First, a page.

By Peter Nurse – The dollar edged down in early European trade Monday, trading near three-month lows as confidence that the Federal Reserve was set to start tapering its bond-buying program in the near future ebbs away.

At 2:55 AM ET (0755 GMT), the Dollar Index, which tracks the greenback against a basket of six other currencies, was down 0.1% at 89.975, marginally above a three-month low of 89.646 set on Friday.

EUR/USD traded 0.1% higher at 1.2184, off a three-month high of 1.2245 touched on Wednesday, USD/JPY was 0.1% lower at 108.81, GBP/USD rose 0.1% to 1.4154, while the risk-sensitive AUD/USD was up 0.1% at 0.7737.

The greenback received a boost early last week after minutes from the meeting of the April Federal Reserve policy-setting meeting indicated that a number of policymakers wanted to discuss tapering bond purchase on worries that the considerable stimulus already pouring into an economy on the mend could stoke inflation.

However, traders have been gradually easing back bets on this tapering occurring promptly with Fed Chairman Jerome Powell repeating his view that it is not yet time to discuss a reduction in quantitative monetary easing.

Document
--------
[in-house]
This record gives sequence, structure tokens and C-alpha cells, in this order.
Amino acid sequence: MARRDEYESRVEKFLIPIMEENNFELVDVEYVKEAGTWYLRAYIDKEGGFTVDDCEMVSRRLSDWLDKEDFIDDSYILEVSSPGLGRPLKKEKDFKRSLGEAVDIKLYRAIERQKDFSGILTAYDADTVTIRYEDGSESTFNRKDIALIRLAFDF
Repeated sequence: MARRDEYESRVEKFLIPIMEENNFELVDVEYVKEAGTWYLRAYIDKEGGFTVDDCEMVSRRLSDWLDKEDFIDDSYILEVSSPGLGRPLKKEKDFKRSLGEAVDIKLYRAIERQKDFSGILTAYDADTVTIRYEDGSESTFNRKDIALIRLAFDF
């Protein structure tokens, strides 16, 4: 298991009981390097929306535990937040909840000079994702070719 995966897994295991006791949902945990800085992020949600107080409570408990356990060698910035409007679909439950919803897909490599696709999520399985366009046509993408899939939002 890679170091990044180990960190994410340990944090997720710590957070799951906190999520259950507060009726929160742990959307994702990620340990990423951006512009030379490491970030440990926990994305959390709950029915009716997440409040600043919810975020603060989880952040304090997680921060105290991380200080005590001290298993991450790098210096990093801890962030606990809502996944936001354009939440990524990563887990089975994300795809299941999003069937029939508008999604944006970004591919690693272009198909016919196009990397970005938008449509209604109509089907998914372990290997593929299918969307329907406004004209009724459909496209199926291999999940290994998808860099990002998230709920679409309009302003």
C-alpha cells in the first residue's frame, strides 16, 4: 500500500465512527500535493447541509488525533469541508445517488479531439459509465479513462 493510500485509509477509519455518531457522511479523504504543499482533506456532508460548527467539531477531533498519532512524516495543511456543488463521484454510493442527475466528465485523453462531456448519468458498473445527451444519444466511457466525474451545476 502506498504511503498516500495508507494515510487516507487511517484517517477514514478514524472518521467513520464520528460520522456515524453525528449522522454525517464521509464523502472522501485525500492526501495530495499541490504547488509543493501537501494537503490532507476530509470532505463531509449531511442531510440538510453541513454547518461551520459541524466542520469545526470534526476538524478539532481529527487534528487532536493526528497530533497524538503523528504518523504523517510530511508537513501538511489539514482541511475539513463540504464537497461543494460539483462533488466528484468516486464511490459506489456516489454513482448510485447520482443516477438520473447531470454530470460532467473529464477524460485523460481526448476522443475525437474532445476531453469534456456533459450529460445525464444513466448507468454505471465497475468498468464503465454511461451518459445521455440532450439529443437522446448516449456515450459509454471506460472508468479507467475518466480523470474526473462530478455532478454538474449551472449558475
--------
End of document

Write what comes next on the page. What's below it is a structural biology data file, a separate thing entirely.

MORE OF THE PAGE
“The weakness in the dollar owes a large part to a core of the Fed unhurried about the need to withdraw stimulus and recovery stories elsewhere in the world,” said analysts at ING, in a note.

With investors preoccupied with threats of accelerating inflation, U.S. PCE (personal consumption expenditures) data, due on Friday, is seen as one of the biggest tests for markets this week.

The core PCE, excluding food and energy, is the Fed's preferred inflation measure for its 2% flexible average target. It was up 1.8% in the 12 months to March, and further rises could test the Fed’s resolve to keep up asset purchases at their current pace.

Another data release that could influence the Fed is May’s advanced trade balance, also due on Friday.

“A $92bn deficit is expected. Yes that’s $92bn. That is quite a large hole to fill when the U.S. exceptionalism of the 2018-2020 period is being challenged by the overseas recovery and U.S. real rates remain very negative,” ING added.

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Adding to the pressure on the dollar has been the recovery in the euro, bolstered by rising optimism about economic reopenings in Europe from coronavirus lockdowns.

Eurozone PMI figures, released late last week, showed a strong recovery in the region’s dominant services sector.

“After two quarters of contracting GDP, the second quarter of 2021 will likely show firm growth on the back of reopening economies and strong consumer demand,” ING said.

The EU leaders get together this week in a summit. The main point on the agenda is likely to be climate change, and this is unlikely to have much of an immediate market impact.

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